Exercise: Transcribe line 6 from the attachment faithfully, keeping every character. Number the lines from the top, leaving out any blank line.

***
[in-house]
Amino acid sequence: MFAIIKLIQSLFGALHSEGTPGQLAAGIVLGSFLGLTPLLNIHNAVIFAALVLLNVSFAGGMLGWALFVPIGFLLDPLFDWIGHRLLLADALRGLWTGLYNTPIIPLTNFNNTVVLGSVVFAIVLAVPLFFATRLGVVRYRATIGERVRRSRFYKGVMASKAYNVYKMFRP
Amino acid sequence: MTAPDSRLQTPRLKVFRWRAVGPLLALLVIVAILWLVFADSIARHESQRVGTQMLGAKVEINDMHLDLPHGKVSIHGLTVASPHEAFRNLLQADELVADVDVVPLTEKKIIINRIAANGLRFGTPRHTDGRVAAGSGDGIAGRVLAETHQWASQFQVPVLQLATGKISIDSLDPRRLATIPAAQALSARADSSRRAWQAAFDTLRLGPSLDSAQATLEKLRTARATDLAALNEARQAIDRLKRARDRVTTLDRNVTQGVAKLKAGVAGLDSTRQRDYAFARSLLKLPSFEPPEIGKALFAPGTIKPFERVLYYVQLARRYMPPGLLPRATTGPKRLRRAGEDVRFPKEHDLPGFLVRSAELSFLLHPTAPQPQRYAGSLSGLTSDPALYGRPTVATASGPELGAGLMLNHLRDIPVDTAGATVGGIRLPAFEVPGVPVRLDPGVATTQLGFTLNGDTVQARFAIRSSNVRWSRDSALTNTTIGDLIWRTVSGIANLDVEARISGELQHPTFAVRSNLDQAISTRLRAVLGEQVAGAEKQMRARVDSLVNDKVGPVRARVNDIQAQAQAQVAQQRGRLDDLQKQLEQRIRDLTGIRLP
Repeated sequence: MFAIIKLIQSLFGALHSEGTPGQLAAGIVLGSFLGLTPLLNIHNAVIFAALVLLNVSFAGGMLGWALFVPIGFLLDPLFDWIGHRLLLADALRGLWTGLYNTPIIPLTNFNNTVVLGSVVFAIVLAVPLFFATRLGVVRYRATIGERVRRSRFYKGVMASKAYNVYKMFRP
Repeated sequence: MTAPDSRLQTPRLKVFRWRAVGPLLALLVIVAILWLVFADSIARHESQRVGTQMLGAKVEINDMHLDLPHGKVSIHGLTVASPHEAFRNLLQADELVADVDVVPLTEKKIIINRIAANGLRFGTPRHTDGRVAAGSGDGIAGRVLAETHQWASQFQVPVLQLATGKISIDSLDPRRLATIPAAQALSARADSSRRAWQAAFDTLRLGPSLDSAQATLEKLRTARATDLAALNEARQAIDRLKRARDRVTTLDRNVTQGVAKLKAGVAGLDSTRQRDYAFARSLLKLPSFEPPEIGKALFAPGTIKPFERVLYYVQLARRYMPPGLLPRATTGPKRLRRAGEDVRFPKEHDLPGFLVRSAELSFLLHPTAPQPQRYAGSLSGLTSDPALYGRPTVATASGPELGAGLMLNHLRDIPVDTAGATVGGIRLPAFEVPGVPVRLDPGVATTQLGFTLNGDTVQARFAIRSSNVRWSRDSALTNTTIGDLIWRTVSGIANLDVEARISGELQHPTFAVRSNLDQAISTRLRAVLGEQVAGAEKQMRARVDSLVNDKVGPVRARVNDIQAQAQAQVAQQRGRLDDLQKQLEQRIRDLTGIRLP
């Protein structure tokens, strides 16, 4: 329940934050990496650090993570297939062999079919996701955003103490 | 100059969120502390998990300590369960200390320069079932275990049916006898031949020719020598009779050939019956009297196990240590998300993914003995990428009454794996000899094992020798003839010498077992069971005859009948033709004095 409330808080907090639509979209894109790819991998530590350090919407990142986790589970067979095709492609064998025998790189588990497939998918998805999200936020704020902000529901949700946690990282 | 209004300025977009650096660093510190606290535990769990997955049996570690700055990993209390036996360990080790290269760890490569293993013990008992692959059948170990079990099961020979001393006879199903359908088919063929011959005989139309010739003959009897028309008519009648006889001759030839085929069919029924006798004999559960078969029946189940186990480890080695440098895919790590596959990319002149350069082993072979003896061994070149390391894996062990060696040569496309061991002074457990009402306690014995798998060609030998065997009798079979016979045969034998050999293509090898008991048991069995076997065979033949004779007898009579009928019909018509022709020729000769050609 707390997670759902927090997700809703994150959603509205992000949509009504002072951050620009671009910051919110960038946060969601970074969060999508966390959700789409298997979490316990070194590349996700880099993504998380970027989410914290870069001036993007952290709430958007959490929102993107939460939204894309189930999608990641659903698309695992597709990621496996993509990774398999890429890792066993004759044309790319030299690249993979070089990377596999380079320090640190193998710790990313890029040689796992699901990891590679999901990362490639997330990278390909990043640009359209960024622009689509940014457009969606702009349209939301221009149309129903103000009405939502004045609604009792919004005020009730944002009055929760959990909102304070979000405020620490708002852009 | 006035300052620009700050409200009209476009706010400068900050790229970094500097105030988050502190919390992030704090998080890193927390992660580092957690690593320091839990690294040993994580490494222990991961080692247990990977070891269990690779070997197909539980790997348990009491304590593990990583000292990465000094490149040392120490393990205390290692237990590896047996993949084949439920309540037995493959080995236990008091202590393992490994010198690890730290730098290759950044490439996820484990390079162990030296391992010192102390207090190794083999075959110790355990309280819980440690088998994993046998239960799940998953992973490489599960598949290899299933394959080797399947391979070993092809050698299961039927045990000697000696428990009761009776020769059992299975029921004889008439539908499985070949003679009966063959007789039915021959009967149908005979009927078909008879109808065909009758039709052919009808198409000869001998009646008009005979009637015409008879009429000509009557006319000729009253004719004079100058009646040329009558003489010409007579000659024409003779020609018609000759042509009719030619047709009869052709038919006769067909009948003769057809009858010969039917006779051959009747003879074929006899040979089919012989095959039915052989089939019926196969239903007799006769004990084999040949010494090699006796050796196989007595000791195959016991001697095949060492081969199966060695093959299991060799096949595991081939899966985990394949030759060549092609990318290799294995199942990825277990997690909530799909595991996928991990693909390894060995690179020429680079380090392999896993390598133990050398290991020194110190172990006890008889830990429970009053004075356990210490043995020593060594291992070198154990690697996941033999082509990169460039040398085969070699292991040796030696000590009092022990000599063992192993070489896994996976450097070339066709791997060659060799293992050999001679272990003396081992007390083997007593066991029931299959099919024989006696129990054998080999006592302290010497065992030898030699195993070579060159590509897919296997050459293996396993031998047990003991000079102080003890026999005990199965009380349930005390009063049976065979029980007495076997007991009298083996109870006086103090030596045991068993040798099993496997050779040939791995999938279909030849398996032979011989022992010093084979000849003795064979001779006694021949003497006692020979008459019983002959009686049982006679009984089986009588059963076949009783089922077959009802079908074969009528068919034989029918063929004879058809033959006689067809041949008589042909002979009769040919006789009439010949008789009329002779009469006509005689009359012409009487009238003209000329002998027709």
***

């Protein structure tokens, strides 16, 4: 329940934050990496650090993570297939062999079919996701955003103490 | 100059969120502390998990300590369960200390320069079932275990049916006898031949020719020598009779050939019956009297196990240590998300993914003995990428009454794996000899094992020798003839010498077992069971005859009948033709004095 409330808080907090639509979209894109790819991998530590350090919407990142986790589970067979095709492609064998025998790189588990497939998918998805999200936020704020902000529901949700946690990282 | 209004300025977009650096660093510190606290535990769990997955049996570690700055990993209390036996360990080790290269760890490569293993013990008992692959059948170990079990099961020979001393006879199903359908088919063929011959005989139309010739003959009897028309008519009648006889001759030839085929069919029924006798004999559960078969029946189940186990480890080695440098895919790590596959990319002149350069082993072979003896061994070149390391894996062990060696040569496309061991002074457990009402306690014995798998060609030998065997009798079979016979045969034998050999293509090898008991048991069995076997065979033949004779007898009579009928019909018509022709020729000769050609 707390997670759902927090997700809703994150959603509205992000949509009504002072951050620009671009910051919110960038946060969601970074969060999508966390959700789409298997979490316990070194590349996700880099993504998380970027989410914290870069001036993007952290709430958007959490929102993107939460939204894309189930999608990641659903698309695992597709990621496996993509990774398999890429890792066993004759044309790319030299690249993979070089990377596999380079320090640190193998710790990313890029040689796992699901990891590679999901990362490639997330990278390909990043640009359209960024622009689509940014457009969606702009349209939301221009149309129903103000009405939502004045609604009792919004005020009730944002009055929760959990909102304070979000405020620490708002852009 | 006035300052620009700050409200009209476009706010400068900050790229970094500097105030988050502190919390992030704090998080890193927390992660580092957690690593320091839990690294040993994580490494222990991961080692247990990977070891269990690779070997197909539980790997348990009491304590593990990583000292990465000094490149040392120490393990205390290692237990590896047996993949084949439920309540037995493959080995236990008091202590393992490994010198690890730290730098290759950044490439996820484990390079162990030296391992010192102390207090190794083999075959110790355990309280819980440690088998994993046998239960799940998953992973490489599960598949290899299933394959080797399947391979070993092809050698299961039927045990000697000696428990009761009776020769059992299975029921004889008439539908499985070949003679009966063959007789039915021959009967149908005979009927078909008879109808065909009758039709052919009808198409000869001998009646008009005979009637015409008879009429000509009557006319000729009253004719004079100058009646040329009558003489010409007579000659024409003779020609018609000759042509009719030619047709009869052709038919006769067909009948003769057809009858010969039917006779051959009747003879074929006899040979089919012989095959039915052989089939019926196969239903007799006769004990084999040949010494090699006796050796196989007595000791195959016991001697095949060492081969199966060695093959299991060799096949595991081939899966985990394949030759060549092609990318290799294995199942990825277990997690909530799909595991996928991990693909390894060995690179020429680079380090392999896993390598133990050398290991020194110190172990006890008889830990429970009053004075356990210490043995020593060594291992070198154990690697996941033999082509990169460039040398085969070699292991040796030696000590009092022990000599063992192993070489896994996976450097070339066709791997060659060799293992050999001679272990003396081992007390083997007593066991029931299959099919024989006696129990054998080999006592302290010497065992030898030699195993070579060159590509897919296997050459293996396993031998047990003991000079102080003890026999005990199965009380349930005390009063049976065979029980007495076997007991009298083996109870006086103090030596045991068993040798099993496997050779040939791995999938279909030849398996032979011989022992010093084979000849003795064979001779006694021949003497006692020979008459019983002959009686049982006679009984089986009588059963076949009783089922077959009802079908074969009528068919034989029918063929004879058809033959006689067809041949008589042909002979009769040919006789009439010949008789009329002779009469006509005689009359012409009487009238003209000329002998027709």